Family life for the Galvin was full of hard work, hockey, music, ballet, socializing and achievement. Mimi worked very tirelessly at raising her children and maintaining a social status within the community. Don became the director of a national foundation which allowed him to hobnob with the rich and famous. Behind the scenes, their family was disintegrating. Donald, the eldest was the first son to exhibit signs of schizophrenia. Five others followed. All were patients at the Pueblo Medical Hospital in Colorado.
Mary and Margaret and the sons at home felt abandoned and neglected by parents who were preoccupied by their sick boys or their social life. The girls were molested by older brother Jim and the boys were unsupervised as teenagers.

A parallel narrative to the family story is a history of psychiatry and mental illness, whether it is caused by nature or nurture. As the decades pass, new technology and the human genome project allows for greater research and analysis into the far reaches of the brain. Finding the right gene and developing the right pharmaceuticals are not quite there. ( )
  MaggieFlo | Sep 14, 2023 |
Hidden Valley Road isn’t a book to judge by its cover. The photo on its front shows a family of fourteen - Don and Mimi Galvin and their twelve children - lined up on a staircase without a hint of the roller coaster ride their lives would become. Robert Kolker balances the story of this family and the six boys in it who went on to develop schizophrenia, with a well‑written account of the disorder, the theories about its cause, and the search for effective treatments. One thing in it that struck me was the idea that schizophrenia might be part of a neurodiversity spectrum along with autism and bipolar disorder. There is so much to unpack in this I know I’ll be thinking about it and rereading the parts I underlined for some time to come. ( )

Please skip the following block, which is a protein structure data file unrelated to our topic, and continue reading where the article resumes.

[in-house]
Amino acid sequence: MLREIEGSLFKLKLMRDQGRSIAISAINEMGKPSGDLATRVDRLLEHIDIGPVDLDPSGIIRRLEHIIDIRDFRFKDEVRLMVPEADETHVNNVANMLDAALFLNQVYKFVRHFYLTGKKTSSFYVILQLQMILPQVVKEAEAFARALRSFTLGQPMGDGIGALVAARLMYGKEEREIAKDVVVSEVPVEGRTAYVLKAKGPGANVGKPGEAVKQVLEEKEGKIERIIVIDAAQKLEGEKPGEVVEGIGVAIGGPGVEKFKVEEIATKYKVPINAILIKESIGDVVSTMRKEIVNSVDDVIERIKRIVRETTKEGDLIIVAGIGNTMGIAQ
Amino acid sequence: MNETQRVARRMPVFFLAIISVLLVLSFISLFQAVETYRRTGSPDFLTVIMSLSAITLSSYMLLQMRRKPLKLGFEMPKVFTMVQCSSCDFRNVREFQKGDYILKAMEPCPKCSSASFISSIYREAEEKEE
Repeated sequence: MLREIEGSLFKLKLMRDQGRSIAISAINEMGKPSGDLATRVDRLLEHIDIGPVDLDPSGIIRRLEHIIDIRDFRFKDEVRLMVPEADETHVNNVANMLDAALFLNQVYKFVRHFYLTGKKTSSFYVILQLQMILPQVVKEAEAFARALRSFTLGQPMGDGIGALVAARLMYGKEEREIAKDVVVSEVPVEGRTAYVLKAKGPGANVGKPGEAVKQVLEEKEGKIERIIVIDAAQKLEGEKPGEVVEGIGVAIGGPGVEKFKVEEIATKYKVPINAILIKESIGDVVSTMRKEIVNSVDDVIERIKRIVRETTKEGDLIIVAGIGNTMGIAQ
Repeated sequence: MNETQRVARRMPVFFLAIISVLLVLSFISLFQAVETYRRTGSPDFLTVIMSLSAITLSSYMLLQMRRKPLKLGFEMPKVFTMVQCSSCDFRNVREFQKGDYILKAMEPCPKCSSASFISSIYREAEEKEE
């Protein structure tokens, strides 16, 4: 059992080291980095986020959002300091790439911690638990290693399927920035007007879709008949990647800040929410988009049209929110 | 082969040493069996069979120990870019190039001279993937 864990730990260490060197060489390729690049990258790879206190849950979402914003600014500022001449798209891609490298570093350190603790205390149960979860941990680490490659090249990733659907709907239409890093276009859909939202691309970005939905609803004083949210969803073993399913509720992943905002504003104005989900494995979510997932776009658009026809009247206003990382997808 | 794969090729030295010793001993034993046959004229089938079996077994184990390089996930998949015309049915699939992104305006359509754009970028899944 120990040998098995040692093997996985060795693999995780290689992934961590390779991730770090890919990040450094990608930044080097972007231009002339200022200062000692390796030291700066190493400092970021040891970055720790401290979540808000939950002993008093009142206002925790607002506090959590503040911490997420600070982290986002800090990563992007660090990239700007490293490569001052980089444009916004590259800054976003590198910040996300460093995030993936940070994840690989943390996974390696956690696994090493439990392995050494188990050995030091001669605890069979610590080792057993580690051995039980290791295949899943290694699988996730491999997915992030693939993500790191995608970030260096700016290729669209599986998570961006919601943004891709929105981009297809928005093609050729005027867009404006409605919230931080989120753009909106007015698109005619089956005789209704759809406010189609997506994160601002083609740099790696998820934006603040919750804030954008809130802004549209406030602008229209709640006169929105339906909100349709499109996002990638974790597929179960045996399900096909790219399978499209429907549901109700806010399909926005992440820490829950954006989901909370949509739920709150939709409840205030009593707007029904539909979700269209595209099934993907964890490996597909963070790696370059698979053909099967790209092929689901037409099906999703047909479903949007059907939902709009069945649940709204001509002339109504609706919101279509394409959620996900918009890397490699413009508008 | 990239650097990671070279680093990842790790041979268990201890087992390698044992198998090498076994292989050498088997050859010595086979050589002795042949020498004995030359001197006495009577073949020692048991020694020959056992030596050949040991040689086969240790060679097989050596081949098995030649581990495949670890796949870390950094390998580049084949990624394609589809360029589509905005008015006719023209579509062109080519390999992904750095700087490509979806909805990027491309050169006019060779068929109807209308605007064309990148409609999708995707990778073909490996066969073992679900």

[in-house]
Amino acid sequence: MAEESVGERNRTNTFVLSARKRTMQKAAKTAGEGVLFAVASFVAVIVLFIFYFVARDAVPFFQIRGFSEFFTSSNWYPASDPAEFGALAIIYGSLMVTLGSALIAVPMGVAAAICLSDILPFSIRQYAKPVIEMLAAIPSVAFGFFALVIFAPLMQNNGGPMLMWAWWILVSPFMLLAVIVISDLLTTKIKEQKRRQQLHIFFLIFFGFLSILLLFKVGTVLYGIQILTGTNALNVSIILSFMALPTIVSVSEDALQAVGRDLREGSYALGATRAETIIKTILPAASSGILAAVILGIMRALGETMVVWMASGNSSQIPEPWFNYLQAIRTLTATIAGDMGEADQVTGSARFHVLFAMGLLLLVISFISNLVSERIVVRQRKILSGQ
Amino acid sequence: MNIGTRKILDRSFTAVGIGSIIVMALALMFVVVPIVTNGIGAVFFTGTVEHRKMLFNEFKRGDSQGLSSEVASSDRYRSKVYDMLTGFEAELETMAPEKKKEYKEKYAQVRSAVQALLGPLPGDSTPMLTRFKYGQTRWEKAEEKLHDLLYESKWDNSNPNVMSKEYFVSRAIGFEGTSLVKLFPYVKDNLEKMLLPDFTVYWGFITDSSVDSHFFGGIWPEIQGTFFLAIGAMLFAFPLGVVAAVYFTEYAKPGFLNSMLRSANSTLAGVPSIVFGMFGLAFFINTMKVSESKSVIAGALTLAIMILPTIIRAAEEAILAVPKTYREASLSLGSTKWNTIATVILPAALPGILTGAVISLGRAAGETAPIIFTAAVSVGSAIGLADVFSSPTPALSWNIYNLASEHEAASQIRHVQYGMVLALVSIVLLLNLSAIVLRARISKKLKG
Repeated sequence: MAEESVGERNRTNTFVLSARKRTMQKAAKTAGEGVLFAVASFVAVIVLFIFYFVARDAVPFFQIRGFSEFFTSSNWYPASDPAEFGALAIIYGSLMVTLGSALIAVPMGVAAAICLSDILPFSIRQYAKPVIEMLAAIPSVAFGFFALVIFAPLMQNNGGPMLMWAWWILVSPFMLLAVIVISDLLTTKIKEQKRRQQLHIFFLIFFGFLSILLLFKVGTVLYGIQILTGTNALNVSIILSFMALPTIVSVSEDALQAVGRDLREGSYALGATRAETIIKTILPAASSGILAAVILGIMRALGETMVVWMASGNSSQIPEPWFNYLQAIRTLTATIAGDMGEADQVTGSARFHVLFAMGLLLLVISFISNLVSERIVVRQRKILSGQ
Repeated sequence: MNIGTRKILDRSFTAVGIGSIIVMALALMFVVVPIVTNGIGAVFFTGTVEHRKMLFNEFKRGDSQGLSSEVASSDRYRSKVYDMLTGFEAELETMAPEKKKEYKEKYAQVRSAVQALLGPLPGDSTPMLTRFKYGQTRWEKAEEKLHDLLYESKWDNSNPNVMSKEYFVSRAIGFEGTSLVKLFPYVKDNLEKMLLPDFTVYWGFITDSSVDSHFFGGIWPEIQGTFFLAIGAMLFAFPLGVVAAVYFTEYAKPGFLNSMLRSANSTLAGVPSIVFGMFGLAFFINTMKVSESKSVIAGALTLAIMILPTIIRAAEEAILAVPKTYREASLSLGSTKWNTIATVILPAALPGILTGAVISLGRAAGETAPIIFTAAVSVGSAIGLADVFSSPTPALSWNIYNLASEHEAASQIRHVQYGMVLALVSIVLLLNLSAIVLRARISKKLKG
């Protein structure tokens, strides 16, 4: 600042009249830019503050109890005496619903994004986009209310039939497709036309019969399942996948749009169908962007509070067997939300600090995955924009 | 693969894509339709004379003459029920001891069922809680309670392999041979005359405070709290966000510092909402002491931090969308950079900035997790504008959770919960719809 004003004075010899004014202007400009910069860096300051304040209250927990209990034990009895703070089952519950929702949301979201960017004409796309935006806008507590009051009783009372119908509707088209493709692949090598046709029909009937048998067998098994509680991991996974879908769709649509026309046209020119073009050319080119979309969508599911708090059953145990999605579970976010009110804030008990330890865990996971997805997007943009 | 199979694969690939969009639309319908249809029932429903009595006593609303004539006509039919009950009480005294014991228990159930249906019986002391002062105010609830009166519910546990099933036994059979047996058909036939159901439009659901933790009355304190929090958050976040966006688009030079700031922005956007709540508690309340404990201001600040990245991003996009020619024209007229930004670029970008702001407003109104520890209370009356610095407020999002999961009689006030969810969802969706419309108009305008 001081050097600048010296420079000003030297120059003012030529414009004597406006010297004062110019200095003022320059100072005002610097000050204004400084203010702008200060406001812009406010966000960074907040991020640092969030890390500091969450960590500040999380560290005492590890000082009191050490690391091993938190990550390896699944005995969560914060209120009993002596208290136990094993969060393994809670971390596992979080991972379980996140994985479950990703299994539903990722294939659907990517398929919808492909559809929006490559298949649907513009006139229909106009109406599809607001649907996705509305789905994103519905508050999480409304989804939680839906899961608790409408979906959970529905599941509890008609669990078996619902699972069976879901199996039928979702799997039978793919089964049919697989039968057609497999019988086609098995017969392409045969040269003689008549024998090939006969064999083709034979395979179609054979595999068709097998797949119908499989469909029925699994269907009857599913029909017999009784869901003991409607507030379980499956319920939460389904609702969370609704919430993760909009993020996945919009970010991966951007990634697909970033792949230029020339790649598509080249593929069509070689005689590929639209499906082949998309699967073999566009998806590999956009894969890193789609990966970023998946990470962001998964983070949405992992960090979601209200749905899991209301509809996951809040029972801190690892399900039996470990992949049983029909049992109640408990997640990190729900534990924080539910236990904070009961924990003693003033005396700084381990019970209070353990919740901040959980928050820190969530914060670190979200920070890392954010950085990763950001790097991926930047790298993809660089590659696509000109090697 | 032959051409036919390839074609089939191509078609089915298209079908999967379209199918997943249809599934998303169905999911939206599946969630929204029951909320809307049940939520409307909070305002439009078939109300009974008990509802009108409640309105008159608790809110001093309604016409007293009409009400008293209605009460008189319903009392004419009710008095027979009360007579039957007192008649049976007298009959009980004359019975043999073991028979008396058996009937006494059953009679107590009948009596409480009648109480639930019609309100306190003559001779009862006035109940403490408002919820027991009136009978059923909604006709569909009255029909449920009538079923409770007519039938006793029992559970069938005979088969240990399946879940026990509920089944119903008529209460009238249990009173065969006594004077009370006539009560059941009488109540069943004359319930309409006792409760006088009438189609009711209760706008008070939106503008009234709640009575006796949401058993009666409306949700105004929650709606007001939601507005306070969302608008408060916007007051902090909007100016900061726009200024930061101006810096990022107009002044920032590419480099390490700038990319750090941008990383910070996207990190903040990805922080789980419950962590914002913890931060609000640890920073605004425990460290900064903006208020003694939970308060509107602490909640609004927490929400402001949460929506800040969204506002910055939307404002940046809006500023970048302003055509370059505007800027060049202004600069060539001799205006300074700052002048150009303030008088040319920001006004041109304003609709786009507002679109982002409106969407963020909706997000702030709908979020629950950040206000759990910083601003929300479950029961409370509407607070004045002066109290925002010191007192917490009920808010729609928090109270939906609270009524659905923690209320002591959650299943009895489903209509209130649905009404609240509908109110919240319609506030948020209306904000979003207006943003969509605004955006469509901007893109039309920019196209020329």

wandaly | Aug 8, 2023 |
Viser 1-5 af 87 (næste | vis alle)
Kolker’s telling of the Galvin trials is at once deeply compassionate and chilling. ... Interwoven with the harrowing familial story is the history of how the science on schizophrenia has fitfully evolved, from the eras of institutionalization and shock therapy, to the profound disagreements about the cause and origins of the illness, to the search for genetic markers for the disease.
tilføjet af Lemeritus | RedigerWashington Post, Karen Iris Tucker (pay site) (Apr 9, 2020)
 
Kolker carefully reconstructs the story of the household falling into bedlam as the strong, athletic brothers warred with their demons and one another in flights of violent rage, each one slipping further away. ... Kolker is a restrained and unshowy writer who is able to effectively set a mood. As the walls begin closing in for the Galvins, he subtly recreates their feeling of claustrophobia, erasing the outside world that has offered so little help.
tilføjet af Lemeritus | RedigerThe New York Times, Sam Dolnick (pay site) (Apr 3, 2020)
 
Hidden Valley Road blends two stories in alternating chapters. The first is about the overwhelmed Galvin parents, Don and Mimi, and how raising a boisterous Catholic family of 10 sons from the 1950s to the ’70s may have allowed mental illness to hide in plain sight. ... The second story in Hidden Valley Road details the thankless psychiatric research that has gone into defining schizophrenia and establishing treatments. ... Kolker is a compassionate storyteller who underscores how inadequate medical treatment and an overreliance on “tough love” and incarceration underpin so much of the trauma this family experienced.
tilføjet af Lemeritus | RedigerBookPage, Jessica Wakeman (Apr 1, 2020)
 
Best-selling, award-winning journalist Kolker (Lost Girls, 2013) takes a bracing look at the history of the diagnosis and treatment of schizophrenia by exploring the staggering tragedies of the Galvin family. ... he weaves the larger history of schizophrenia research and how the family eventually came to the attention of scientists striving to find a cure. Kolker tackles this extraordinarily complex story so brilliantly and effectively that readers will be swept away. An exceptional, unforgettable, and significant work that must not be missed.
tilføjet af Lemeritus | RedigerBooklist, Colleen Mondor (Feb 15, 2020)
 
Journalist Kolker (Lost Girls) delivers a powerful look at schizophrenia and the quest to understand it. He focuses on a much-studied case: that of Colorado couple Don and Mimi Galvin’s 12 children, born between 1945 and 1965, six of whom were diagnosed with the illness. ... This is a haunting and memorable look at the impact of mental illness on multiple generations.